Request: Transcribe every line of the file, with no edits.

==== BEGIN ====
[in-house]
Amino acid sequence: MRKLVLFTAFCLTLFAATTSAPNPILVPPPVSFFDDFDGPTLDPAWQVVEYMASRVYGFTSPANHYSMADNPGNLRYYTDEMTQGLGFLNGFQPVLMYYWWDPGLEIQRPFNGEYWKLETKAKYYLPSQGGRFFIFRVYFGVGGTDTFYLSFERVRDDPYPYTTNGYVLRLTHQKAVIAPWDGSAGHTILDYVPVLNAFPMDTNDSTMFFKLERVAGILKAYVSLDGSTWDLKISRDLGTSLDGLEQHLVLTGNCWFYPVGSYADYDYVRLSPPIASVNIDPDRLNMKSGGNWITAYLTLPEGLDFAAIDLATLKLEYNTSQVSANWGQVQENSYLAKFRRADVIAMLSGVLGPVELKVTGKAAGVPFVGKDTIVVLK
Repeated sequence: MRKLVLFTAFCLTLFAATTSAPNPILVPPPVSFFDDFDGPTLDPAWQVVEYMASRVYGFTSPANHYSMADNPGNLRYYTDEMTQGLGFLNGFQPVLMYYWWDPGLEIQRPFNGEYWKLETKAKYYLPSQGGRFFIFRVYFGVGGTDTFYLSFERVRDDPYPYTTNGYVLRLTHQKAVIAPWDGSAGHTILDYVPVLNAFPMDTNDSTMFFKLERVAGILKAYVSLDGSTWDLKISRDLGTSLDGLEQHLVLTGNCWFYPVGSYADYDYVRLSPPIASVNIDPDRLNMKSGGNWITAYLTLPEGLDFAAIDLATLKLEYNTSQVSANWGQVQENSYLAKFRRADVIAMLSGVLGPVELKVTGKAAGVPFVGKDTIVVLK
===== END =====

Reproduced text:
[in-house]
Amino acid sequence: MRKLVLFTAFCLTLFAATTSAPNPILVPPPVSFFDDFDGPTLDPAWQVVEYMASRVYGFTSPANHYSMADNPGNLRYYTDEMTQGLGFLNGFQPVLMYYWWDPGLEIQRPFNGEYWKLETKAKYYLPSQGGRFFIFRVYFGVGGTDTFYLSFERVRDDPYPYTTNGYVLRLTHQKAVIAPWDGSAGHTILDYVPVLNAFPMDTNDSTMFFKLERVAGILKAYVSLDGSTWDLKISRDLGTSLDGLEQHLVLTGNCWFYPVGSYADYDYVRLSPPIASVNIDPDRLNMKSGGNWITAYLTLPEGLDFAAIDLATLKLEYNTSQVSANWGQVQENSYLAKFRRADVIAMLSGVLGPVELKVTGKAAGVPFVGKDTIVVLK
Repeated sequence: MRKLVLFTAFCLTLFAATTSAPNPILVPPPVSFFDDFDGPTLDPAWQVVEYMASRVYGFTSPANHYSMADNPGNLRYYTDEMTQGLGFLNGFQPVLMYYWWDPGLEIQRPFNGEYWKLETKAKYYLPSQGGRFFIFRVYFGVGGTDTFYLSFERVRDDPYPYTTNGYVLRLTHQKAVIAPWDGSAGHTILDYVPVLNAFPMDTNDSTMFFKLERVAGILKAYVSLDGSTWDLKISRDLGTSLDGLEQHLVLTGNCWFYPVGSYADYDYVRLSPPIASVNIDPDRLNMKSGGNWITAYLTLPEGLDFAAIDLATLKLEYNTSQVSANWGQVQENSYLAKFRRADVIAMLSGVLGPVELKVTGKAAGVPFVGKDTIVVLK